"Chinese companies that own servers in the U.S. would certainly need these services, as it would be incredibly slow for users from China to browse their websites if the firms did not acquire VPNs to reroute their IP addresses," said Guo Pengfei, an IT expert specializing in informatization. "The same goes for those who need their data managed by a specialized provider in order to save the costs for self-managing."
With a growing number of Chinese tech companies edging closer to the U.S. market, the demand for such services is also on the rise, leaving a potentially vast market accessible to the Chinese telecommunications giant.
"Though its B2B operations are still in early developing stages and only retain a very low market share, the FCC revocation of its license would not only wipe out the company's existing operations but also smother all its business opportunities in the U.S.," said Fieldhack.
The lingering debate on 'national security'
The potential forced exit of China Telecom Americas and the three other operators came at the back of U.S. blacklisting Chinese tech giants Huawei and ZTE last year.
Though citing the same concerns for national security, Washington's real motives behind the injunctions were much contested. As U.S. President Donald Trump made it explicit at the time that whether Huawei and ZTE would be banned was contingent on China backing down its confrontational approach in the trade disputes, it raised questions as to whether there really was a security threat.
The Huawei booth is shown during the 2020 CES in Las Vegas, U.S. January 7, 2020. /Reuters
"The degree to which the president links security and trade makes one question the legitimacy of security issues," said Dr. Mark Cohen, the director of Asian IP Program at UC Berkeley School of Law. "If it were a national security issue, it wouldn't be linked to trade."
While this time the White House did not associate the move against the four telecommunications operators with the largely subsided trade war, the perceived "security threats" could also be put into question.
"Right or wrong, there is fear of espionage at both the point of network infrastructure (Huawei) and transmission (China Telecom)," said Fieldhack from Counterpoint. "Even experts are locked in a debate over whether this is a real threat or the current administration is using companies such as Huawei and China Telecom as bargaining chips for Phase 2 of the China-U.S. trade negotiations."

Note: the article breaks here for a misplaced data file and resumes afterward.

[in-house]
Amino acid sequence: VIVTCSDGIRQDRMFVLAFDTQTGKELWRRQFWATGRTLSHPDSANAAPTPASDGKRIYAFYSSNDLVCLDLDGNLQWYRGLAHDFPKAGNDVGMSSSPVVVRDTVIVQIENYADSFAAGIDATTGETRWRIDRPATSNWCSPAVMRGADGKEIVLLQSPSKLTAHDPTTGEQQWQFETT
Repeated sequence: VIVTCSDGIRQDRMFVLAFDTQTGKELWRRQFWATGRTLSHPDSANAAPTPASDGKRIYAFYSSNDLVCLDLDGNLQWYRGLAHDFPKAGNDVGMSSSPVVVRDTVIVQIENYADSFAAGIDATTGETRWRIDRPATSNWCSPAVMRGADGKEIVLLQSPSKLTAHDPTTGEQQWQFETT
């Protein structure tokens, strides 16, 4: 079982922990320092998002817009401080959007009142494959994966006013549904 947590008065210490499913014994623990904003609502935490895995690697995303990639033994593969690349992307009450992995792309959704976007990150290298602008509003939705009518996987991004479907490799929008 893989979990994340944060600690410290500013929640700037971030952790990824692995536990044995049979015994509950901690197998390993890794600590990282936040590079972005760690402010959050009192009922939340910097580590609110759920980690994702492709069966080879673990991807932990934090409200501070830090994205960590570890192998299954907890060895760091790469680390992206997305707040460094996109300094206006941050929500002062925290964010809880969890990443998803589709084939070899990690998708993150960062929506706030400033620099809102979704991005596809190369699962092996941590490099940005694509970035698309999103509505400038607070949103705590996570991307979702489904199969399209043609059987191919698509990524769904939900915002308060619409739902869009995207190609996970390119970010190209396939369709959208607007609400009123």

The Trump administration recently delivered another blow to Huawei with new tech restrictions. On Friday, the Department of Commerce said it will bar Huawei and its suppliers from using American technology and software, a move that marked another escalation of Washington's push to battle with China for global technology dominance.
This came about a week before the deadline for the four telecommunications companies to submit their response to the FCC.
U.S. President Donald Trump arrives to address a coronavirus disease (COVID-19) outbreak press briefing in the Rose Garden at the White House in Washington, U.S., May 11, 2020. /Reuters
Apart from that, observers also say the sudden flirtation with the idea of evicting the four companies was likely the result of Washington venturing to politicize the issue. They suspect the Trump administration's propensity to fuel xenophobia is an attempt to secure more votes for the coming elections.
Though the "threats" are possibly nonexistent, it doesn't necessarily raise the prospect of Washington reversing its course.
As the federal government has the innate privilege to broadly define the threats based on their own considerations, exactly what types of operations pose security threats to the U.S. can be very murky. By pointing to the probability of state-directed espionage without delving into the technical feasibility, it essentially allows Washington to deem any operators as "security threats" as they see fit.